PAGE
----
LIMA — Taking up the G20 presidency in 2016, China will advance the implementation of the newly approved Base Erosion and Profit Shifting (BEPS) Action plan, said Chinese Finance Minister Lou Jiwei during the on-going World Bank Group and International Monetary Fund Annual Meetings in Lima on Oct 9.
The detailed final version of BEPS plan, designed to stop multinational companies from avoiding tax by shifting profits to destinations with lower corporate tax requirements, was endorsed by finance ministers from the G20 group on Oct 9 in a conference during the annual meetings. It will be submitted for the final approval during the G20 Antalya Summit in November.
The plan, led by the G20, involves reforms in the current international tax rules, standardizing tax collection and management of domestic and cross-border economic activities to fight international tax evasion and create favorable conditions for global trade and investment.
With the formulated plan, the next focus should be on implementation, which is the most difficult part, Lou said, pointing out that tax policies adopted by some members caused unfair competition by taxing less compared with those in other economies.
Many multinational corporations do not pay taxes in countries where business activities generate profits but transfer the profits abroad to avoid taxation. Developing countries suffer most from that, Lou said.
“To solve these problems, firstly each country should accelerate domestic reforms and legislative process to promote fair competition; secondly, the international tax rules should be regulated to establish a more inclusive, transparent and fair mechanism,” the minister said.
This year’s annual meetings were held at a critical time of global development. Speaking of the estimated achievements during the meetings, Lou suggested the World Bank further improve its ability in monetary mobilization.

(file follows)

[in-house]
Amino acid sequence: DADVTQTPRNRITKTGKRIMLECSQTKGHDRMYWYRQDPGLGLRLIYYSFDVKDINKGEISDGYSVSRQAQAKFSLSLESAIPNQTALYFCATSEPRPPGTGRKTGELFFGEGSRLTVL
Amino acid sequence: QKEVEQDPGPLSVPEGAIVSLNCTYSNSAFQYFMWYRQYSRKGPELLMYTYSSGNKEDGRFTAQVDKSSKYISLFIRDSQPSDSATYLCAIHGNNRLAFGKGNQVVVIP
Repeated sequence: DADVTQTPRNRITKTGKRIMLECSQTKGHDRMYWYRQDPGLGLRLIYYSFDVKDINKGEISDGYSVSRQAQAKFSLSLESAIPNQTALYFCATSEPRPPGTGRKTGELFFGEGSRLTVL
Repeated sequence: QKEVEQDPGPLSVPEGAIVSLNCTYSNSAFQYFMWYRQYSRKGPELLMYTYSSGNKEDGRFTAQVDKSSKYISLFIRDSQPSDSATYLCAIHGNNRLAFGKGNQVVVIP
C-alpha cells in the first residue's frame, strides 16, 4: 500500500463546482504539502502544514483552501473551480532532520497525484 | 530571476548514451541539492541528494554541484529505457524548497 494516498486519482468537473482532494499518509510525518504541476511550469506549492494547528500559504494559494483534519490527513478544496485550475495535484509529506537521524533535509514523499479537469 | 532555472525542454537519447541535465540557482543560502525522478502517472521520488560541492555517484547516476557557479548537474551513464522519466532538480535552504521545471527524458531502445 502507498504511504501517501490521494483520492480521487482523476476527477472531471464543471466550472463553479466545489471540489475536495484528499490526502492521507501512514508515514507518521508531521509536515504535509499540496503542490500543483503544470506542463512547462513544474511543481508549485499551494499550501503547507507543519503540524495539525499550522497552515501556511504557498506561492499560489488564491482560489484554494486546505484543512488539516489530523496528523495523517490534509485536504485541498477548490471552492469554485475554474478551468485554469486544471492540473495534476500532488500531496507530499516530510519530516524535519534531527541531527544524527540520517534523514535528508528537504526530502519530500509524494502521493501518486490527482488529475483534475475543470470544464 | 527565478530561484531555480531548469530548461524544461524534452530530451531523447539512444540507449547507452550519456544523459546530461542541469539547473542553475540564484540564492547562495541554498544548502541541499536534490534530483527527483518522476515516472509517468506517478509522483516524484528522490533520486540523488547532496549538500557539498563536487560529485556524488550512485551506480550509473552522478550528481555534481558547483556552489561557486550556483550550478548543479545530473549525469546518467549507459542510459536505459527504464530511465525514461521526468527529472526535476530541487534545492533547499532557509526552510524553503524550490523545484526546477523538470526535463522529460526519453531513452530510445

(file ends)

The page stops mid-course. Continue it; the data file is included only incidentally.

“Though the World Bank has made great efforts in recent years, there is still big gap to meet the financing demands of developing countries,” he said.
Enriching the capital base and optimizing the balance sheet are effective ways to enhance the financial sustainability of the World Bank. Meanwhile, it should improve cooperation with emerging multilateral development organizations including the Asian Infrastructure Investment Bank and BRICS’ New Development Bank, according to Lou.
Lou believes that the slow growth of emerging economies is relative. For example, from 10 percent between 2009 and 2011 to the current 7 percent, the growth rate of China has become slower. However, 7 percent is still a very high growth rate at the international level.
“Ultrahigh speed of growth is not sustainable, neither is the over-reliance on government investment and real estate,” Lou said.
“China needs structural transformation and a change in development mode, and a properly slower growth is a sound process,” he said.